Authorities in Changji, a prefecture in Xinjiang, have ordered miners in one of the region’s industrial parks to halt operations, according to initial reports from The Block.
The order comes on the heels of China’s wider crackdown on mining operations. In May, the State Council, a high-ranking government cabinet, issued a list of activities, including Bitcoin mining, that they would be monitoring closely.
It is suspected that the crackdown is part of the country’s ambitions to become more environmentally friendly, something that the order in Changji appears to back up.
Called the Zhundong Economic-Technological Development Park, this industrial park is home to various coal-centric activities and industries. This is thanks to the area’s predicted reserves of 390 billion tons of coal. It is believed to be China’s largest integrated coalfield.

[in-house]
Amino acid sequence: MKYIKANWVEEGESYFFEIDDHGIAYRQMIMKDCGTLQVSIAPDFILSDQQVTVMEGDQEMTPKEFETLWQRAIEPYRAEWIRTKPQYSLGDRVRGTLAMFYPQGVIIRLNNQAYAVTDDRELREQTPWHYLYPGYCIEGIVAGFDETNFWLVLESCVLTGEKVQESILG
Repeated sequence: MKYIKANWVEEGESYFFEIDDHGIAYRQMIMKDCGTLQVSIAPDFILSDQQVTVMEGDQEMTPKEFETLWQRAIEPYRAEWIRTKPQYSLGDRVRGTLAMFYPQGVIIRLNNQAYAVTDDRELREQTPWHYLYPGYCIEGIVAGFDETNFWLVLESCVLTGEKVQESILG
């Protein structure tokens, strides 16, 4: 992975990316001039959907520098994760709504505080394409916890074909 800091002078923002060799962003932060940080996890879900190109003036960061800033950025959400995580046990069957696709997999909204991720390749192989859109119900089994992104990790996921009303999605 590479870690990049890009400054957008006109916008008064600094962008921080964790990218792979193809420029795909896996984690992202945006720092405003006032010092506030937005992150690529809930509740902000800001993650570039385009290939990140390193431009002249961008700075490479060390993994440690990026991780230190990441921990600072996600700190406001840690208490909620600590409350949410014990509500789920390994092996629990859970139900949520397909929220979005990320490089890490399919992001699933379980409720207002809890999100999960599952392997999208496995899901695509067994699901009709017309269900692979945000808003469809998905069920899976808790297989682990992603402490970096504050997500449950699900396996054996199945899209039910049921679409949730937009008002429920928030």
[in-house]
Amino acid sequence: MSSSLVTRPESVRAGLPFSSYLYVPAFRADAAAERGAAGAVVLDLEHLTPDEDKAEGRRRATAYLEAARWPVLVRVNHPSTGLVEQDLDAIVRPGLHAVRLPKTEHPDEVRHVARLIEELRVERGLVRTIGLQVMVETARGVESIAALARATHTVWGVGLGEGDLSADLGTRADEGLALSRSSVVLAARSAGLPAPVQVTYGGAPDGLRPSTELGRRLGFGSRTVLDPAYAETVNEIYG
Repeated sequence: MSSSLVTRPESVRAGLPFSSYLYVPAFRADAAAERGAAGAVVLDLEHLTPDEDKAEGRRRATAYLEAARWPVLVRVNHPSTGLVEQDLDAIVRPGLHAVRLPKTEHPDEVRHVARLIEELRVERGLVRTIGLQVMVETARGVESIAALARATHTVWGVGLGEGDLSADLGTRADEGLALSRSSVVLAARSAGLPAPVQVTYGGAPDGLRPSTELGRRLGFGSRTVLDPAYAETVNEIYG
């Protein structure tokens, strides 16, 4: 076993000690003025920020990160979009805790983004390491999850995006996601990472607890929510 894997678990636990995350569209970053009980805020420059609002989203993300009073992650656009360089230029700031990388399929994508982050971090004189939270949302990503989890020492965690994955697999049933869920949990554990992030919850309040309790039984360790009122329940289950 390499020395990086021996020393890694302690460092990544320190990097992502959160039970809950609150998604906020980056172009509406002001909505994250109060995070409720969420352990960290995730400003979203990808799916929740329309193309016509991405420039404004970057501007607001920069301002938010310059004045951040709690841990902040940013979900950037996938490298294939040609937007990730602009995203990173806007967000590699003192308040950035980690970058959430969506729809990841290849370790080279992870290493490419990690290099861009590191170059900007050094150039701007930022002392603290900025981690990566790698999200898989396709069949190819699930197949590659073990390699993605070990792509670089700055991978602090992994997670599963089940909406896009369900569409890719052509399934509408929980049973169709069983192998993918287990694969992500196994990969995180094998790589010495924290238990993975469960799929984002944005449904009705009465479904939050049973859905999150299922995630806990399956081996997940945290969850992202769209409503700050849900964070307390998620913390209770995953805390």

In 2015, Xiao Renjun, an administrative director of the 15,500 square kilometer park, said that “There’s enough coal under our feet to support China for another 100 years.”
Since then, the Xinjiang province has also become a hotspot for Bitcoin miners due to the abundance of cheap, coal-fueled electricity. There are so many mining operations here that when a coal mine flooded in a neighboring prefecture to Changji, called Hutubi, Bitcoin’s hashrate plummeted shortly after.
Hashrate is the metric used for measuring the combined computational power used to secure transactions on the network.
The shutdown appears to be part of a wider crackdown on Bitcoin mining. In the Northern province of Inner Mongolia, authorities have proposed a new law banning Bitcoin mining, which would see violators “blacklisted” from the country’s social credit system. A blacklisting would impact a citizen’s ability to get a loan, travel abroad, and much more, according to sources.
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